JavaScript Promises, road to async/await

Introduction

Asynchronous and synchronous are kinda complex concepts for beginners. Even some experienced developers fail to comprehend the differences.

The synchronous code is something that executes sequentially and everything else waits until that piece of code executes. When you do something asynchronously in JavaScript, you are scheduling it to execute later. And later is some time in future after all synchronous code completes. Actually, that is only the earliest possible time that it can execute. It can happen even later if there is another async code that is scheduled to execute.

Why do we need the asynchronous code? We use it to create a non-blocking JavaScript code. That is code that we will not prevent code after it to execute. On the frontend side, it is code that will not block the UI and keep the UI responsive to the user. In Node world, blocking methods are the ones that execute synchronously and non-blocking ones are those that execute asynchronously. Node’s heavy usage of async code helps it to stay fast and responsive.

Promises are directly related to asynchronous code. More about that later, let us first see how we can actually create code that is asynchronous.

How to do we create async code?

There are several built-in things that you can use with JavaScript to create async code.

XMLHttpRequest or XHR is a well-known way to interact with servers – send and receive data. We can use it to load data from the server without having to do a reload on the page. XMLHttpRequest actually has both sync and async version, tho sync one is almost always avoided.

fetch is a modern replacement for XMLHttpRequest and it is based on Promises.

Here are commonly used ways to create async code in JavaScript:

  • setInterval
  • setTimeout
  • XMLHttpRequest
  • fetch
  • WebSocket
  • Worker

 

An example with setTimeout:

This will print out the following:

“A very long for-loop incoming..”
forLoopTimer: 847.394287109375ms
“After the for-loop”
“inside of setTimeout()”

Even though for loop lasted quite long (on my machine it was about 847 ms), the code inside of setTimeout, the async part of code still ran after that. And that is how it goes in JavaScript, you will always get the same result, the async code will run after sync code finishes. That means, that all synchronous code will first execute and then any async code will start executing.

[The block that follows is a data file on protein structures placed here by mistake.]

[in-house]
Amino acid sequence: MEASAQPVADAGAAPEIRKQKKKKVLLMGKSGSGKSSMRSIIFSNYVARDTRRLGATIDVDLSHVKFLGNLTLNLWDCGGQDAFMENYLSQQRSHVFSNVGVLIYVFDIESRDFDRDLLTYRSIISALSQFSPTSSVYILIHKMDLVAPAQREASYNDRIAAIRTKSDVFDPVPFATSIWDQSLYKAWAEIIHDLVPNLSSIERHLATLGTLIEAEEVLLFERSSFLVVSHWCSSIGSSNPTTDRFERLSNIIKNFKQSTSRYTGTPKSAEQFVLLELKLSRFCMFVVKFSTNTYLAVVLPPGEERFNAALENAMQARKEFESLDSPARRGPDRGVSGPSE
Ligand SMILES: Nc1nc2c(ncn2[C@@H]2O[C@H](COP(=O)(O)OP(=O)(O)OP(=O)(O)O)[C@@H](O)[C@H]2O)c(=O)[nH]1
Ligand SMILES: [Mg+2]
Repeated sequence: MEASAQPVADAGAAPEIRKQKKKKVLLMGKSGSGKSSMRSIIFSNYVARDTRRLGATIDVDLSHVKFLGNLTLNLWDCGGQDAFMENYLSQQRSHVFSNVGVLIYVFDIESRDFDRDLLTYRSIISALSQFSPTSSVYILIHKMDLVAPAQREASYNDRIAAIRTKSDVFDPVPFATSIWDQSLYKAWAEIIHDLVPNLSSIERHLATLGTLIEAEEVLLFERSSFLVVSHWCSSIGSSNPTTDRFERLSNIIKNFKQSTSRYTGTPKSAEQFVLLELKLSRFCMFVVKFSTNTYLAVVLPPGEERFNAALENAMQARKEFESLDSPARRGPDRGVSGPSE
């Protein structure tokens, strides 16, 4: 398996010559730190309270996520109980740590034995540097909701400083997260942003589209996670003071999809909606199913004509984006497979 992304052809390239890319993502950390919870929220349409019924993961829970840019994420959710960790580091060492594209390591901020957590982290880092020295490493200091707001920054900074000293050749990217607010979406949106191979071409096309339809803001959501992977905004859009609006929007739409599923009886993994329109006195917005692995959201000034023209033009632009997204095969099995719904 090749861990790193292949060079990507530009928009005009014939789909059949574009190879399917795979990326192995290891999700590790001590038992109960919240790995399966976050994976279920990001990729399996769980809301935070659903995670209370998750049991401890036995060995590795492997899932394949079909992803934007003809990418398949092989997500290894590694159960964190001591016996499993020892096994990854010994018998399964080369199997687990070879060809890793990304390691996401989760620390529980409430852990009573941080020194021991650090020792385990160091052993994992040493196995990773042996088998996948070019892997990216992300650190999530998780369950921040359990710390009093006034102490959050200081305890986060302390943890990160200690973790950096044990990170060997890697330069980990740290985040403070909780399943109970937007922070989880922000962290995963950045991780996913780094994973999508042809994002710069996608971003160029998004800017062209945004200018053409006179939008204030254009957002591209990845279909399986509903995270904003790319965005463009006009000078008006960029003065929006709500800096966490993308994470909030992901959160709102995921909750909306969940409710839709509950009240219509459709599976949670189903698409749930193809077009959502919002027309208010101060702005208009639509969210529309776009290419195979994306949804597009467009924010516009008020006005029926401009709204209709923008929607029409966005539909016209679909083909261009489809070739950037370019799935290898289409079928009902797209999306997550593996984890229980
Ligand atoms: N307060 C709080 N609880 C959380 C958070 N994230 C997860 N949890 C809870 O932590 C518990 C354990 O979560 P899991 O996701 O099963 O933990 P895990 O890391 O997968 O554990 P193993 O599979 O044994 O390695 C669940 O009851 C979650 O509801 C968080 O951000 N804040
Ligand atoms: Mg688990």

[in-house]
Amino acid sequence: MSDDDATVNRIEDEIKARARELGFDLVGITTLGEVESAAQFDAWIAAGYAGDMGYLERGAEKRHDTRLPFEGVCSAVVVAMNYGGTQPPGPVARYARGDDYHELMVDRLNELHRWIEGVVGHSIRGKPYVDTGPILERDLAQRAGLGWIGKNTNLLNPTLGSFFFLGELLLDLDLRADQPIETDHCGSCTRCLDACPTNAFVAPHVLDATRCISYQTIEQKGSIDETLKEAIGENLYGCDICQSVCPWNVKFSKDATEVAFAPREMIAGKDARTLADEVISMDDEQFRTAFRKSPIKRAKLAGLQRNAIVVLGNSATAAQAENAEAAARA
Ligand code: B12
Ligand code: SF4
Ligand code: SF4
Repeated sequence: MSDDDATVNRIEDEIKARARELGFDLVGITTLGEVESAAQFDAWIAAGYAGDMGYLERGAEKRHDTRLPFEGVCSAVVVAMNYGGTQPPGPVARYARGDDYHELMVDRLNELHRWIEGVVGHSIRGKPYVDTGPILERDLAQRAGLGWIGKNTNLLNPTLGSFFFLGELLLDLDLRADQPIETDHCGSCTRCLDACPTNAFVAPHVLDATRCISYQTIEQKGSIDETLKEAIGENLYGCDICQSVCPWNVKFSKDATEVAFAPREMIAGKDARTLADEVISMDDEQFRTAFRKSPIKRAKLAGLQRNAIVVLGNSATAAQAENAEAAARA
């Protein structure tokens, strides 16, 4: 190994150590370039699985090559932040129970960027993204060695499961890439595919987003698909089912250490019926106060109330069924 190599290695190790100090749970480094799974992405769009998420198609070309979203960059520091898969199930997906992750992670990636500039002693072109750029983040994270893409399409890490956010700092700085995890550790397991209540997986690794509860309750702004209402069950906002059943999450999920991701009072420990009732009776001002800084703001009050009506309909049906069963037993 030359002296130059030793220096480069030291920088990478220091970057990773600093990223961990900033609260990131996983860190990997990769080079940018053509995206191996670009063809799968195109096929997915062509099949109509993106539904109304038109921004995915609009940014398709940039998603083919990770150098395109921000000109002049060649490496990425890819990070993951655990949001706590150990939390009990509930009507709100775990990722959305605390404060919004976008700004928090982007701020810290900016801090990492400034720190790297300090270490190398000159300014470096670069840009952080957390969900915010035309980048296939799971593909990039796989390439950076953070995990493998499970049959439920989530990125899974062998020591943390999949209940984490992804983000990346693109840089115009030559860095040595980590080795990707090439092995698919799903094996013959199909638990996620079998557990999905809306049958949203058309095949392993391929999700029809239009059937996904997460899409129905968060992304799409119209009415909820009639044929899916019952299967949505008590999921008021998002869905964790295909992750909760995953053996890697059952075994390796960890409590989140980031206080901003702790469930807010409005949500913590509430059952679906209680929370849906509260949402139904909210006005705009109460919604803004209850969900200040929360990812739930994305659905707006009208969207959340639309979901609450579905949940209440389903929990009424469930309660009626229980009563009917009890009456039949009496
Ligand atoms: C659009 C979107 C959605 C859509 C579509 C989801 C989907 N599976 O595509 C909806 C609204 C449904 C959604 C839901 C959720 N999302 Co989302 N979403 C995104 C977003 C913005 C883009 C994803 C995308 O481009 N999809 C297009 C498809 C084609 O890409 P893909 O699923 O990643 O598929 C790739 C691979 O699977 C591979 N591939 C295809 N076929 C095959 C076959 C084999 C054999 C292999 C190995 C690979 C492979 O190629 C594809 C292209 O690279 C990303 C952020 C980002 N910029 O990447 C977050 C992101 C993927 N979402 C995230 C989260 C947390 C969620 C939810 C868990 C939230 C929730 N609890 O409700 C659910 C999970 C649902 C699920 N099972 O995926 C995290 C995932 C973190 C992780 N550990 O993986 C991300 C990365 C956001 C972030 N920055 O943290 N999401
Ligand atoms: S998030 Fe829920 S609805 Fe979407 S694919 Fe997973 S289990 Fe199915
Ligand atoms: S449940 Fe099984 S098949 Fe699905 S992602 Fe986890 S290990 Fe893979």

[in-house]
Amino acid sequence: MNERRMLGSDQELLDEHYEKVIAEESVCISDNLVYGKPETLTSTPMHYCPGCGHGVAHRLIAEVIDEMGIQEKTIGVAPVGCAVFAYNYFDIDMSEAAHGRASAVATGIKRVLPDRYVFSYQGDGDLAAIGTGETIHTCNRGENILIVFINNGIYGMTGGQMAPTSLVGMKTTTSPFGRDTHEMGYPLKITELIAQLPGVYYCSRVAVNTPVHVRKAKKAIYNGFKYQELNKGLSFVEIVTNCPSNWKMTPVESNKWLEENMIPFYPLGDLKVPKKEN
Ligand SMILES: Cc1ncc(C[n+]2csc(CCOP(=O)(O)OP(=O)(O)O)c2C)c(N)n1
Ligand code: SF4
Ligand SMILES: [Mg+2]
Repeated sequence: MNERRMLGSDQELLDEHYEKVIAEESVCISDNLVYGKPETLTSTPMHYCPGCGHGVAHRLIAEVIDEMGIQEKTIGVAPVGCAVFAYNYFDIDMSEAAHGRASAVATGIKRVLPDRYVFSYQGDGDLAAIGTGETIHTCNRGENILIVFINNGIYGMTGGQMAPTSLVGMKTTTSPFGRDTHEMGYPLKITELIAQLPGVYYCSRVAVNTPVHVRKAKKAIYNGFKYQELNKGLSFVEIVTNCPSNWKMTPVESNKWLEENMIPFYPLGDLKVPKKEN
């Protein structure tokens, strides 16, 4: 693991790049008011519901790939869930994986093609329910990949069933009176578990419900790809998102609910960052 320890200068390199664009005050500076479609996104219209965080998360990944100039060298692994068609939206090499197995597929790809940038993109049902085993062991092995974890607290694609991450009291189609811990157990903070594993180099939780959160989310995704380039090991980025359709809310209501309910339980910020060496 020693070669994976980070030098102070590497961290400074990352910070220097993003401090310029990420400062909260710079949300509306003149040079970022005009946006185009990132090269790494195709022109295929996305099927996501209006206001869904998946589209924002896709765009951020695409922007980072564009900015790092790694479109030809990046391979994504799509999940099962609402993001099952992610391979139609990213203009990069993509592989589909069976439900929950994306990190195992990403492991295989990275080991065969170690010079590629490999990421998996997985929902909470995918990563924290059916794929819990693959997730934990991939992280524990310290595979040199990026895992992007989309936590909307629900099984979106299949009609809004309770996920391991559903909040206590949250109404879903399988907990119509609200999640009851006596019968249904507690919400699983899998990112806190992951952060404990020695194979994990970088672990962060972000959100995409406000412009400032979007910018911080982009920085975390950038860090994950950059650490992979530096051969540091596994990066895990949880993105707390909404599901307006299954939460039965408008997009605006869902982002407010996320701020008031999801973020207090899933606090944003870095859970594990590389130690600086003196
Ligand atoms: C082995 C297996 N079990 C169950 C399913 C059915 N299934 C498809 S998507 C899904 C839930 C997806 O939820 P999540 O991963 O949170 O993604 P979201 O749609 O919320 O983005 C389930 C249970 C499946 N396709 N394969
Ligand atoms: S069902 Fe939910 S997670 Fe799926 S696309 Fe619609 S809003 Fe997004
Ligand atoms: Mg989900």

I will not get into the nature of event loop and how JavaScript handles the execution. However, I can recommend you a great talk which is tightly related to this – Philip Roberts: What the heck is the event loop anyway? | JSConf EU 2014.

Promises vs callbacks

Promises are usually used as an alternative to callbacks for getting results of asynchronous code. Why you should prefer Promises over callbacks is another topic. However, you can try to read a chapter related to Promises, from an amazing book – Exploring ES6.

Some of the advantages of Promises over callbacks:

  • Promise-based functions return results, they do not directly continue and control execution via callbacks.
  • Chaining is simpler due to .then() method that every Promise contains, you can simply chain result of one Promise to another.
  • Error handling is simpler with Promises, because, once again, there isn’t an inversion of control. Furthermore, both exceptions and asynchronous errors are managed the same way.
  • With callbacks, the parameters of a function are mixed; some are input for the function, others are responsible for delivering its output. With Promises, function signatures become cleaner; all parameters are input.

In this post, we will see how you can use Promises and how you can wrap your existing code with Promise. After that, we will see how we can use the power of async and await keywords to write asynchronous code in a synchronous manner.

 

Promises

Promises return results asynchronously. When we create a new Promise we provide a function to the constructor. The function will contain two parameters. Both parameters are actually functions, one is for success (resolve) and another one for error (reject).

Wrapping callbacks